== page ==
The Future Is Here
We may earn a commission from links on this page

In "Witz," a plague makes the last Jew on Earth a mega-celebrity

We may earn a commission from links on this page.

Jewish history features enough real apocalypses to daunt even the most powerful imagination. But that didn't stop Joshua Cohen from producing Witz, a colossal novel about the last Jew on Earth.

Benjamin Israelien, a Candide-like innocent, is the sole survivor of the extermination-by-plague of all the other Jews in the world at the turn of the current millennium. But Ben is not a very Jewy last Jew. His hair is blond, his eyes are blue, and his foreskin regenerates after every attempt to circumcise him. (I imagine Jesse Eisenberg playing him in the movie.) His level of religious observance is also minimal, which becomes a problem when the world begins converting to Judaism.


Cohen's most fundamental inversion in Witz is to ditch the familiar tropes of anti-semitism and make the book's alternate present an intensely philo-semitic one, with the destruction of the actual Jews sparking a perverse Jewish revival. Not just of the religion, either: people get their noses enlarged, trade their Anglo names for Jewish ones, etc. With more and more goyim converting, Ben quickly becomes a celebrity (the last of something!), then a pariah (not Jewish enough!), and finally a fugitive in a newly and entirely Jewish world.

I give only the skeleton of a plot because that skeleton is more or less the only plot there is in Witz. What drives this book is not events or characters but language: the snaky kinds of sentences found in maximalist masterpieces like Ulysses and Gravity's Rainbow. If you can roll with the punches to get to what's real in Joyce and Pynchon, you ought to be able to roll with them here, but be warned that this book will not be an easy read. A representative sample of the prose:

Ich bin Doktor Froid, also sprachs the apparition meeting Ben over the threshold holding open the door by a muscular and hairy hydrostatic tentacle suckling knob; and either this is the language aliens speak, or the good Doktor's just flown down from atop Mount Sinaius, affecting the sentimental out one nostril, the nostalgic out the other – two tablets to assuage the adenoidal, with an additional heil from tonsils deep in the glottal to this indescribably guttural European language, spoken today in no Europa known; a tongue ethnically tentacular itself as it's reaching, always louder and damning, both velar and palatal but always emphatic, whatever it is, and from where besides the mouth opened wide in His very own head. Und your acquaintance, it says, or he, ist very gut to finally macht…waddles up from the armchair on four of his or its seasidereal, iridescent appendages, to greet Ben with two suctorial kisses, one for each cheek, which Ben's then compelled to return unfairly, with four kisses, one for each of the cheeks of the Doktor, or for what He perceives as cheeks, which are really four faces, each slickly bearded and with two cheeks each of their own, sopping with respiration's expectoration or shvitz.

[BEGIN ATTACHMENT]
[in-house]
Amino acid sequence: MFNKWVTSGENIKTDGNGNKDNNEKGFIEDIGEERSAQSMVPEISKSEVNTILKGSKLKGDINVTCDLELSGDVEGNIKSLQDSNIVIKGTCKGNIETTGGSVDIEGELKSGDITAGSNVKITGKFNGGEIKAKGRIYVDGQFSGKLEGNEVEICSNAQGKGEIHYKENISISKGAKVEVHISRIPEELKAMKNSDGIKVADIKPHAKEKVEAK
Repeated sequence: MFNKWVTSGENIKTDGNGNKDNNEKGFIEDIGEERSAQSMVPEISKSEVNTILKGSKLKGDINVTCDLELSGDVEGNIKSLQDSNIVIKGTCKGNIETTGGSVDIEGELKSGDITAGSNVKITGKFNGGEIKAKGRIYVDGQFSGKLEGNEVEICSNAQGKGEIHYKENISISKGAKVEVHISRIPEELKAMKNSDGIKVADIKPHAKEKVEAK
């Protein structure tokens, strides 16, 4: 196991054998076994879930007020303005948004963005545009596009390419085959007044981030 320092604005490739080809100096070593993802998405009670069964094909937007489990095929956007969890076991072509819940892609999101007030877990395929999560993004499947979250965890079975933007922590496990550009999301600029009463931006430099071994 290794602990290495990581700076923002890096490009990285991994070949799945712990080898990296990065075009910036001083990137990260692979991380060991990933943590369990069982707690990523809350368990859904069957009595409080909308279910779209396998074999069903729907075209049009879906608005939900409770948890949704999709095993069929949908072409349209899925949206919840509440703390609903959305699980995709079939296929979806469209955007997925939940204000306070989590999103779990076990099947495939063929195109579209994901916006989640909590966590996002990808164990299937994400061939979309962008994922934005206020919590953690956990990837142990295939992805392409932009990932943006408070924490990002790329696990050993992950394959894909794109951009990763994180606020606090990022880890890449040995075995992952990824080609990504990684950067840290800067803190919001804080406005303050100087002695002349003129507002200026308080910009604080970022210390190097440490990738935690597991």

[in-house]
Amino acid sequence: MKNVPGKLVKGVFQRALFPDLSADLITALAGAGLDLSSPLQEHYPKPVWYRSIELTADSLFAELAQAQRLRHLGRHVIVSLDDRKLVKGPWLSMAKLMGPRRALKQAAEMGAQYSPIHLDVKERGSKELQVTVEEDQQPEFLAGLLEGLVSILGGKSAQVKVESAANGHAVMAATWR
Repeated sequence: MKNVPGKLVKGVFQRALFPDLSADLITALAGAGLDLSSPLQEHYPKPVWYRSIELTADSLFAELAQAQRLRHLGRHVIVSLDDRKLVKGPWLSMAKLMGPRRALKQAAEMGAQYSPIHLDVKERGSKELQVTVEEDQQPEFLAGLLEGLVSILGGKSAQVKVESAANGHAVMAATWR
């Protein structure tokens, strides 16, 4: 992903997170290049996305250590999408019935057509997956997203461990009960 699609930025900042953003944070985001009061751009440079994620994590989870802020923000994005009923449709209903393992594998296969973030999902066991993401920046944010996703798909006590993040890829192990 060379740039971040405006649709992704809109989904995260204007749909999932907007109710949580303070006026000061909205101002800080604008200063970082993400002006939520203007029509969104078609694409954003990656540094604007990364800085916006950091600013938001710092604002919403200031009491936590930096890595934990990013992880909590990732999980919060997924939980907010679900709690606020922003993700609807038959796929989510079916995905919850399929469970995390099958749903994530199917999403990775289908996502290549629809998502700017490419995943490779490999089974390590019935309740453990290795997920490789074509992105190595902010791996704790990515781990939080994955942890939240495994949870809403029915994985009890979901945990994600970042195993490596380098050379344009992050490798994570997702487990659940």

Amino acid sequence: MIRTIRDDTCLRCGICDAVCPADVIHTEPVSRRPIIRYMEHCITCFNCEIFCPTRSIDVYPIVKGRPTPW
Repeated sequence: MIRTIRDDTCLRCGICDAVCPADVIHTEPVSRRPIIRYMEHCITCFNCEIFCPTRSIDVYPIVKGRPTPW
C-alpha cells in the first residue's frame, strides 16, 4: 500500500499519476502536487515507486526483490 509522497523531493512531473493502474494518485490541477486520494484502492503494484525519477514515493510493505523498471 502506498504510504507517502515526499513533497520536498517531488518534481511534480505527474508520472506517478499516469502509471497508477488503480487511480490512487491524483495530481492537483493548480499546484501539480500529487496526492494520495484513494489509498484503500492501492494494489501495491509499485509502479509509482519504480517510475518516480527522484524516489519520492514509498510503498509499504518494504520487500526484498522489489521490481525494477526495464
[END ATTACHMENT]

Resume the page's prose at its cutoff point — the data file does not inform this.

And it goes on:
That's the paragraph that heads the book's most science-fictional episode, which finds Ben aboard a spacecraft helmed by a Freudian-Zoidbergian alien doctor devoted to preserving the last of everything.

I ought to note that Ben isn't the only last Jew in the book. His story ends a number of pages before Witz itself does, and the remainder is a Molly Bloom-like transcript of the experience of another who merits the badge of lastness: the last living survivor of the Holocaust. "Joseph ben you don't know him much like God I don't need a last name" is what he calls himself, and while his share of the book is brief, it's as potent as the hundreds of pages that come before it.

The dual-world mechanics employed by Cohen, as well as his encyclopedic and berserk style, strongly recall the juxtaposition of real and alternate histories in Sesshu Foster's Atomik Aztex. That book's hero was both a humble meatpacker in this world and a proud warrior in one where the Aztecs conquer Europe. While Witz claims no identity between Ben and Joseph, it shares with the other book a concern with the arbitrariness of history and of victimhood.

Ah, victimhood. Anti-semitism in America never reached the genocidal heights it did in Europe, and many of the current generation of American Jewish novelists ("The targets might be Michael Chabon, Jonathan Safran Foer, Shalom Auslander," Cohen said in an interview in March) appear unable to affect anything beyond the sentimental or the nostalgic when wrestling with the topic in their own work. Witz is designed to end that tradition. As art it succeeds, and as alternate history it's an expert satire of both the American Jewish literary canon and the privilege currently enjoyed by many American Jews (myself included). Any future Jewish epics are going to have to start from zero.


You can buy Witz from Dalkey Archive Press.